The unintended consequences go further than that. Should there ever be a Labour Government again-I am sorry to say that there probably will be, although possibly not in my lifetime-those of us who support the Bill would want them to accept it and ensure that the referendum lock held as an important constitutional change. We would also want any change to the powers of the Europe Union to be subject to a referendum of the British people. However, if the Government concerned were unpopular, as happens to Conservative Governments too-and even, possibly, to coalition Governments-and felt they had to sign up to some marginal European treaty requiring a referendum, but knew that it could result in an in/out vote, they would be more likely to repeal the Bill lock, stock and barrel and say, "Look, we cannot do that because we would then have a vote against us at the second stage". The second unintended consequence, therefore, is that we would weaken the whole effect of the Bill by making it less likely to become the accepted constitutional practice, which is what I would very much like to see.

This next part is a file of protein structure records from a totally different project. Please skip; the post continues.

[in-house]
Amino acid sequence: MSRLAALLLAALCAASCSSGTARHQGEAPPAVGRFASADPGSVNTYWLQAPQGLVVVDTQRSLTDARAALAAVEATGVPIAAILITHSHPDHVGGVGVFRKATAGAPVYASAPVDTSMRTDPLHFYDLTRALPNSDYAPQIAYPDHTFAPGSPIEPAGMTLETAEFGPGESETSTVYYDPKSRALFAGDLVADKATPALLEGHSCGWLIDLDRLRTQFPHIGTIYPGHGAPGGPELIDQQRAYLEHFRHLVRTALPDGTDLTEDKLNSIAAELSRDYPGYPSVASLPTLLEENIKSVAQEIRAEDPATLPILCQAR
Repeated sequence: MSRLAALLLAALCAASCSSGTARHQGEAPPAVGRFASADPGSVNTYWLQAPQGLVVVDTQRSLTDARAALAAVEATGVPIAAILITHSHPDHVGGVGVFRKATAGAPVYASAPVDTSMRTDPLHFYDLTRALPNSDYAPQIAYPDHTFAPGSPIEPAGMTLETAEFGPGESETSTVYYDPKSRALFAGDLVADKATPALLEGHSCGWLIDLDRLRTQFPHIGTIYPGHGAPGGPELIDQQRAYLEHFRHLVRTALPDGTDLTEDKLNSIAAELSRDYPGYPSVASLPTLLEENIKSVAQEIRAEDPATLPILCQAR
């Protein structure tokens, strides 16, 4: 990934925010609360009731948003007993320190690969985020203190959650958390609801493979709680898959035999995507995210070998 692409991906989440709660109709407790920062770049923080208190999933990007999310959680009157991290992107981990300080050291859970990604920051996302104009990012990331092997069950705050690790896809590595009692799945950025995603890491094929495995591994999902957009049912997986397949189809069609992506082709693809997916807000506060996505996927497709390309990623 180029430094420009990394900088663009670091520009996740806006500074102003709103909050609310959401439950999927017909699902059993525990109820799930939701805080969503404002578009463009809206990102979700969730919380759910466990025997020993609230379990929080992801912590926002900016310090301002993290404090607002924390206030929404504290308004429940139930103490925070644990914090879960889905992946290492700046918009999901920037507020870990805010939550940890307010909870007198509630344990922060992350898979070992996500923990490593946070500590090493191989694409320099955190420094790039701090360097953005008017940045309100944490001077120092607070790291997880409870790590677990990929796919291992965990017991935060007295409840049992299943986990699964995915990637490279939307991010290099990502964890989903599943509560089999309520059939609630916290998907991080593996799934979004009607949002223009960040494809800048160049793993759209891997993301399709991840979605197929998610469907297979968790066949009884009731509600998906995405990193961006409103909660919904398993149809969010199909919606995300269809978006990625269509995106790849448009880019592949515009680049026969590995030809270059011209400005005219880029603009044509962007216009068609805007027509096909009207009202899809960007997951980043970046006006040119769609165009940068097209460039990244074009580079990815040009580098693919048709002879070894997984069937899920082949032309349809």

Does my hon. Friend accept that this is in fact a debate about an ingenious device-I hope I am right in thinking he mentioned the word "genius"-and that it is about the principle of continuing membership? Does a question not then arise that has not yet been answered-namely, membership of what?
My hon. Friend always puts his finger on the nub of any European matter. I agree that the new clause is a device concerning a strong principle-that is the genius and anger I was talking about. The problem is that in its anger, it could achieve the wrong result. We do not want to set our firm principles on a weak base and a new clause that would actually undermine what those of us who are supporting the Bill wish to see achieved.